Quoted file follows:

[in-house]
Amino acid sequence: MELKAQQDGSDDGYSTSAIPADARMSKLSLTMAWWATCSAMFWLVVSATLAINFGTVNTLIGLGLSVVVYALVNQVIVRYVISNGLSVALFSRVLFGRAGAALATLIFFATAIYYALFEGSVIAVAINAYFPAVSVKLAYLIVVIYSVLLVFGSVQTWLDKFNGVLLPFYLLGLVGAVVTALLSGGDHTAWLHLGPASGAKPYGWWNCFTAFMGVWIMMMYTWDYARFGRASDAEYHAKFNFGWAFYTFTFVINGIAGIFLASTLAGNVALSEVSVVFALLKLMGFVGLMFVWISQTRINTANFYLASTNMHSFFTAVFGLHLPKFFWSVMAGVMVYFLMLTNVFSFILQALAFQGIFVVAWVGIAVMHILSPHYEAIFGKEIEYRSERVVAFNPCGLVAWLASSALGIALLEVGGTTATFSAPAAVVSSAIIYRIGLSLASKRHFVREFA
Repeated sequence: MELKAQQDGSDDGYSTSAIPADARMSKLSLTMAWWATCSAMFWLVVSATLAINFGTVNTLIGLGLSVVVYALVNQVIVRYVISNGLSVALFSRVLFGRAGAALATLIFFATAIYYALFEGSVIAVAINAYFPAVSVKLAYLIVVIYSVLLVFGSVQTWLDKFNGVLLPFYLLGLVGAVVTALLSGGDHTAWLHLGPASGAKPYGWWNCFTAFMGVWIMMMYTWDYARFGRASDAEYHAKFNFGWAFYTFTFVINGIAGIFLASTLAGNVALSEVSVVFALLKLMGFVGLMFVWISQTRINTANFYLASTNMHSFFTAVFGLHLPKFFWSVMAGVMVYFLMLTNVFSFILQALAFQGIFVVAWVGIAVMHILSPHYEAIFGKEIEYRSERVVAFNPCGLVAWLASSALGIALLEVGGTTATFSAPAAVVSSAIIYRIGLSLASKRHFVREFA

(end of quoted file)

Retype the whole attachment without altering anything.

[in-house]
Amino acid sequence: MELKAQQDGSDDGYSTSAIPADARMSKLSLTMAWWATCSAMFWLVVSATLAINFGTVNTLIGLGLSVVVYALVNQVIVRYVISNGLSVALFSRVLFGRAGAALATLIFFATAIYYALFEGSVIAVAINAYFPAVSVKLAYLIVVIYSVLLVFGSVQTWLDKFNGVLLPFYLLGLVGAVVTALLSGGDHTAWLHLGPASGAKPYGWWNCFTAFMGVWIMMMYTWDYARFGRASDAEYHAKFNFGWAFYTFTFVINGIAGIFLASTLAGNVALSEVSVVFALLKLMGFVGLMFVWISQTRINTANFYLASTNMHSFFTAVFGLHLPKFFWSVMAGVMVYFLMLTNVFSFILQALAFQGIFVVAWVGIAVMHILSPHYEAIFGKEIEYRSERVVAFNPCGLVAWLASSALGIALLEVGGTTATFSAPAAVVSSAIIYRIGLSLASKRHFVREFA
Repeated sequence: MELKAQQDGSDDGYSTSAIPADARMSKLSLTMAWWATCSAMFWLVVSATLAINFGTVNTLIGLGLSVVVYALVNQVIVRYVISNGLSVALFSRVLFGRAGAALATLIFFATAIYYALFEGSVIAVAINAYFPAVSVKLAYLIVVIYSVLLVFGSVQTWLDKFNGVLLPFYLLGLVGAVVTALLSGGDHTAWLHLGPASGAKPYGWWNCFTAFMGVWIMMMYTWDYARFGRASDAEYHAKFNFGWAFYTFTFVINGIAGIFLASTLAGNVALSEVSVVFALLKLMGFVGLMFVWISQTRINTANFYLASTNMHSFFTAVFGLHLPKFFWSVMAGVMVYFLMLTNVFSFILQALAFQGIFVVAWVGIAVMHILSPHYEAIFGKEIEYRSERVVAFNPCGLVAWLASSALGIALLEVGGTTATFSAPAAVVSSAIIYRIGLSLASKRHFVREFA